Opportunity for international arbitrators abounds in the African region, according to the NSW chapter president of the Australia Africa Business Council.
Home to six of the world’s 10 fastest-growing economies and with a continental population expected to double by 2050, business conditions in the African continent are fertile grounds for international arbitrators, barrister and arbitrator Roger de Robillard has said.
"I see Australian arbitrators having a great future in the African continent […] because of their laconic attitude, lack of colonial history and general neutrality in geopolitical terms," he said.
"With foreshadowed changes to become effective later this year, it will be possible for lawyers to be based in Mauritius and run Africa-based practices from there."
Mr de Robillard, who is a dual Mauritian and Australian national, is the NSW chapter president of the Australia Africa Business Council. Over the course of his career, the Sydney-based barrister has been involved in work in the Pacific theands, the US, Europe and Africa.
He believes that today’s established international export trade base in Africa makes it an attractive market for business investment, which in turn has primed the region as a promising emerging landscape for international arbitrators.
"Foreign investors into Africa have found it more efficient, economical and private to include arbitration clauses in contracts and to have any dispute determined by arbitration," Mr de Robillard said.
"The commercial and business developments in Africa and, in particular, innovations such as widespread use of Wifi [and] smart phones for banking, have resulted in business and commercial activity outsprinting the judicial and regulatory systems implanted by former colonial masters," he added.
According to Mr de Robillard, the prominent international dimension of GDP on the African continent reflects a colonial legacy.
"Only 12 per cent of the gross domestic product within the African continent comes from intra-Africa trade and business. This would suggest that in excess of 50 per cent of the GDP is produced through international business," Mr de Robillard said.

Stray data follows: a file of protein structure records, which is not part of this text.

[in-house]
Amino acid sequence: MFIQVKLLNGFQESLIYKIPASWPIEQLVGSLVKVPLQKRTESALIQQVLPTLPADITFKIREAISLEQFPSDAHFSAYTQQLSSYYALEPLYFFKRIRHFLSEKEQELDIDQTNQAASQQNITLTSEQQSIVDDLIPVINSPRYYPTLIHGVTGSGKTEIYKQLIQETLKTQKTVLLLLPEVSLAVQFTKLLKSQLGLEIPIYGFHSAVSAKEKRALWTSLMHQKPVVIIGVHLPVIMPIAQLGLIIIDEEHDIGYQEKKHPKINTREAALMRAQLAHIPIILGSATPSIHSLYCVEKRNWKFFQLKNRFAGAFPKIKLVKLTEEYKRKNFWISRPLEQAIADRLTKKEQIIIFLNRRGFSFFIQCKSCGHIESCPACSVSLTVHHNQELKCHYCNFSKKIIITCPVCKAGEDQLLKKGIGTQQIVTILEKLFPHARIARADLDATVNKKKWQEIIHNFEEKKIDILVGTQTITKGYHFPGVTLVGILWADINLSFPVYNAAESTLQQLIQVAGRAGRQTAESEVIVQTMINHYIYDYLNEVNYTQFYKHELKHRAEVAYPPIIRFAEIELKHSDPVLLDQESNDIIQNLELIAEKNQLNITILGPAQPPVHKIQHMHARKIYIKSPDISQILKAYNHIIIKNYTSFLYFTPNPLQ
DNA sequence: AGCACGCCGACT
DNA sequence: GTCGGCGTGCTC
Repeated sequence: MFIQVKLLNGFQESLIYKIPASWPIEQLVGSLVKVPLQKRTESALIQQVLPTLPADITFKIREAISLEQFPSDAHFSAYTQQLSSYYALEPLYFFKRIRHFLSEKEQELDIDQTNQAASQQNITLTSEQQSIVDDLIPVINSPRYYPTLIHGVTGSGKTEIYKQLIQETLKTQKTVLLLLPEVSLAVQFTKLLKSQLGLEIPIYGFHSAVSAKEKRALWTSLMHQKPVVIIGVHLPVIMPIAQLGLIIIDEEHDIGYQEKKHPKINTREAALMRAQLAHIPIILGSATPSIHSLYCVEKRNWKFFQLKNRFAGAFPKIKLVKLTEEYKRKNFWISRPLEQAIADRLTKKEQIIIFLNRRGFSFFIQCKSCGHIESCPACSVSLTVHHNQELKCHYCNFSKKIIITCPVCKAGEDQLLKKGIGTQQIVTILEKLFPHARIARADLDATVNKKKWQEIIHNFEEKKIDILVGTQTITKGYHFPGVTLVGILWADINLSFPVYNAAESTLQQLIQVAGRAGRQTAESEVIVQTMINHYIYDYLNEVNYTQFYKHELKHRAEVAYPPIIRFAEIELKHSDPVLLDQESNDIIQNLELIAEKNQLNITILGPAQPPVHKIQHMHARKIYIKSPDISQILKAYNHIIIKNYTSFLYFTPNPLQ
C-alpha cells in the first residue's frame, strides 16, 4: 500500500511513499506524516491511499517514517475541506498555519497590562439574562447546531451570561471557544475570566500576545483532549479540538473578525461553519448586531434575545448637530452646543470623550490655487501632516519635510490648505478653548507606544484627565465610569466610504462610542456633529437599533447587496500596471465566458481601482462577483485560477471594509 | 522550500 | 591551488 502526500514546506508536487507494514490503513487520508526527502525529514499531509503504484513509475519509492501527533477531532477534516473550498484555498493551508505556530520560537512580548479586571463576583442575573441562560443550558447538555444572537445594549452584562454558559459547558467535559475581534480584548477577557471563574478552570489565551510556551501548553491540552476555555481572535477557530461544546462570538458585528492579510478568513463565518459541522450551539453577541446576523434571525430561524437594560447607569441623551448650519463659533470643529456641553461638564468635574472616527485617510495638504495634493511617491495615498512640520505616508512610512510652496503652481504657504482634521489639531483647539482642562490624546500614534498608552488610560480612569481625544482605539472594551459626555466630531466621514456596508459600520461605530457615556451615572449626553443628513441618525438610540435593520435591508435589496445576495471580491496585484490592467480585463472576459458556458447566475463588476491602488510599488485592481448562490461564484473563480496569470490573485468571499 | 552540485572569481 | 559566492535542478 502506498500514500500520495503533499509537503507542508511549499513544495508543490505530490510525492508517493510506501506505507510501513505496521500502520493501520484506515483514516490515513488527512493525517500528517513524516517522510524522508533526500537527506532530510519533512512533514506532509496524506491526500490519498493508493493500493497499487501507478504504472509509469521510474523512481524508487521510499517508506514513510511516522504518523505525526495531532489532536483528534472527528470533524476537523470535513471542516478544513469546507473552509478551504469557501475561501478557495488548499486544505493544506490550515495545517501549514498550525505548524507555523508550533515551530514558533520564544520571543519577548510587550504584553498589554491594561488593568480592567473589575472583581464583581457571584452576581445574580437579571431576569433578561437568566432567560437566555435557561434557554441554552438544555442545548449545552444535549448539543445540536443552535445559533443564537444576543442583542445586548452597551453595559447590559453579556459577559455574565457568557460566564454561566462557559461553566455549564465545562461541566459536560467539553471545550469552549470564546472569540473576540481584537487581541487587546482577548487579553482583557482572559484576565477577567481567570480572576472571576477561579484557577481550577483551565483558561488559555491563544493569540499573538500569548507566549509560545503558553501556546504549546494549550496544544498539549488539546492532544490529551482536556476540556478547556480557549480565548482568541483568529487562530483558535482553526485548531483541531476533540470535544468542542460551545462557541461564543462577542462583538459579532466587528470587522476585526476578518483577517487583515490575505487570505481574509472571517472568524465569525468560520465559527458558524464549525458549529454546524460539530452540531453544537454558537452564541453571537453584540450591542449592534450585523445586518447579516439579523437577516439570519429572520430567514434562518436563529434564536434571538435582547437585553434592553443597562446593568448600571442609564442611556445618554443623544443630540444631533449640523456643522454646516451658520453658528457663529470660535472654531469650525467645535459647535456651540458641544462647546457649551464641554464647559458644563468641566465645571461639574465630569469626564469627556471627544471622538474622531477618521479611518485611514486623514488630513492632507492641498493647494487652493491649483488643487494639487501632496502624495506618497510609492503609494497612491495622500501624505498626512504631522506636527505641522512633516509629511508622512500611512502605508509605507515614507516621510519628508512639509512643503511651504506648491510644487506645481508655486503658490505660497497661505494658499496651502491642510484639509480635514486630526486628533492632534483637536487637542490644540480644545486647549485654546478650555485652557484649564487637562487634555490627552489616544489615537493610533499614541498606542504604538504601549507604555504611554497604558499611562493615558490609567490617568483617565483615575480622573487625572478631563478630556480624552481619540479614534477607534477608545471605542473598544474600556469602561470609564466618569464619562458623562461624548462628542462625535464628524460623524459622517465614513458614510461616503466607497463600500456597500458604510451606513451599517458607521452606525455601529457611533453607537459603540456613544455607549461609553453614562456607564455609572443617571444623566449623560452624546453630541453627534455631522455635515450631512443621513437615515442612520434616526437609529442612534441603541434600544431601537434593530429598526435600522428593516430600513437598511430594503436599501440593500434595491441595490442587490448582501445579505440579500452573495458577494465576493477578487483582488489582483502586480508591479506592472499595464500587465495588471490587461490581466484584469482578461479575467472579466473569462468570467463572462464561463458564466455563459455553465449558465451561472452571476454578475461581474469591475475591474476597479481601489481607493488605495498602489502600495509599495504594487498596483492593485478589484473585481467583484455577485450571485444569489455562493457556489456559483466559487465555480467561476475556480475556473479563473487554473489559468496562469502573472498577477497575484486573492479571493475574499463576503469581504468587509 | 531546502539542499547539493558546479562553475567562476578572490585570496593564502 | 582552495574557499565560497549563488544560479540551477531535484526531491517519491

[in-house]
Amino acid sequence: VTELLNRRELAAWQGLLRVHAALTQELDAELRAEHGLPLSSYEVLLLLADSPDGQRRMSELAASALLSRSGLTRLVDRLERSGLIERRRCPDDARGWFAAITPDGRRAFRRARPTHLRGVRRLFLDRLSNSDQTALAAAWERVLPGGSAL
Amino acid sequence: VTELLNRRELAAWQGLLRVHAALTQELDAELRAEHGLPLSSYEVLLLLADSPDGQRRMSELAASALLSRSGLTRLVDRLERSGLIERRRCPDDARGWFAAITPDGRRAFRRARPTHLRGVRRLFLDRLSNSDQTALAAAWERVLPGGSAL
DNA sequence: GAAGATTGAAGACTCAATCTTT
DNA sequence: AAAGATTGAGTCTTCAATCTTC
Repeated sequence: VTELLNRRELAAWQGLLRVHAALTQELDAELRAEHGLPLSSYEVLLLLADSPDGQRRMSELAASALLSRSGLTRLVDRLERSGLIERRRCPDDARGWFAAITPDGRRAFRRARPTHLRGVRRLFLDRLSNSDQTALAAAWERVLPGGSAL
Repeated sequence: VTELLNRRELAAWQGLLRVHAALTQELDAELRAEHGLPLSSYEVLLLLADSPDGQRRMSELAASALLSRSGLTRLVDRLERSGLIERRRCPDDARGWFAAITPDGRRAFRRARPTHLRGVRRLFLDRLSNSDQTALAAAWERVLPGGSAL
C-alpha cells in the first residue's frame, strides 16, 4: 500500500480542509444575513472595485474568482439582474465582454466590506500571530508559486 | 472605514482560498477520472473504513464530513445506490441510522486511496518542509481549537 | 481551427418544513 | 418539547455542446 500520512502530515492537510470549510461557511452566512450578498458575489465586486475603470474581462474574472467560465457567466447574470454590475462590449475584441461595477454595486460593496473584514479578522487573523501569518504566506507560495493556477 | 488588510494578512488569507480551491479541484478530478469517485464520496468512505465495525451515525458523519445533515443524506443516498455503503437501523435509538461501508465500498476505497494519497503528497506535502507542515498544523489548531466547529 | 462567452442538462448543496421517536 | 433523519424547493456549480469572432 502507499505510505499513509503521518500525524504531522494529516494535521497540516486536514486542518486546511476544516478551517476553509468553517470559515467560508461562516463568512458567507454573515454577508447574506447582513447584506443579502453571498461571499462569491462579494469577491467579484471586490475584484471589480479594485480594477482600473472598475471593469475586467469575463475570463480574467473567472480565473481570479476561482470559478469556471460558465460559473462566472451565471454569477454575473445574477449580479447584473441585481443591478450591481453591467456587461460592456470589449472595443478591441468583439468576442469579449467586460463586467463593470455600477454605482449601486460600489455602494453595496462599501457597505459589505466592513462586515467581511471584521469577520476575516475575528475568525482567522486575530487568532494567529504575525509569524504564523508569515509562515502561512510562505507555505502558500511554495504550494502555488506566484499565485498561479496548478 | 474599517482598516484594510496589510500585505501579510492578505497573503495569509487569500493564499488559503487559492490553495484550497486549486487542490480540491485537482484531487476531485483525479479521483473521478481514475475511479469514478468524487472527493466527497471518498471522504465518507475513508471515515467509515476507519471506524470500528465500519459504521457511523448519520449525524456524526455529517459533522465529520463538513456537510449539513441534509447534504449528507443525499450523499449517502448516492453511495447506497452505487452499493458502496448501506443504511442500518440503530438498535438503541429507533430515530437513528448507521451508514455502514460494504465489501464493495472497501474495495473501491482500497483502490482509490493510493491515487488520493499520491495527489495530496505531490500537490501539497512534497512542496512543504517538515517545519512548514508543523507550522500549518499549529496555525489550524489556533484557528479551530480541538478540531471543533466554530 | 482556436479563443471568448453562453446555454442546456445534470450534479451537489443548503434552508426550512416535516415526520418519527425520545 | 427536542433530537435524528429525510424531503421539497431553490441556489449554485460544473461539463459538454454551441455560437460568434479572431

"This is an ongoing result of the colonial days whereby each African region would be trading (mainly exporting) towards their colonial masters."
In his view, the promise of Africa’s maturing business environment can be seen in a number of recent international meetings, which have been convened with leaders from most of the region’s 54 different nations. One example was the commitment of US$33 billion investment flowing from the US Leaders’ Summit in 2014.
"During the last 18 months the US, China, France and India have organised meetings in their capital cities with most of the heads of state from the 54 African nations. There has subsequently been actual and committed investments into Africa," Mr de Robillard said.
Australian resources companies also have a strong presence in the region adding to the fertile landscape Africa offers Australian arbitrators.
"There are currently more than 200 Australian resources companies active in more than 700 projects in Africa. Most are listed on the Australian Stock Exchange."
While a number of Australian arbitrators are practising overseas, Mr de Robillard suggested the time to explore opportunities in Africa has come.
"There are already many Australian arbitrators involved in international arbitration. Many such as Doug Jones AO, James Spigelman QC and Caroline Kenny QC have chambers in London.
"While they may not necessarily have participated widely in African arbitration cases, James Spigelman QC, for example, has sat as an arbitrator in Dubai making determinations under the laws of Mauritius," Mr de Robillard said.
Mr de Robillard attended the 23rd Congress hosted by the International Council of Commercial Arbitration held in Mauritius last month. Federal Court Chief Justice James Allsop AO was also a delegate who spoke at the Congress.
"It is hoped that following detailed talks held between his Honour and the Chief Justice of Mauritius as well as other judges of the Supreme Court of Mauritius, Australia may have some input at a later date in fostering and promoting the alternative dispute resolution expertise," Mr de Robillard said.
"African lawyers and others with expertise suited to arbitration, have not, to date, yet managed to acquire the expertise required to sit as arbitrators or as advocates before arbitrators. This is changing rapidly."
A fresh look at business opportunities in Africa was also encouraged at a recent panel event hosted by the Australian Centre for International Commercial Arbitration in Sydney, where Mr de Robillard shared his views.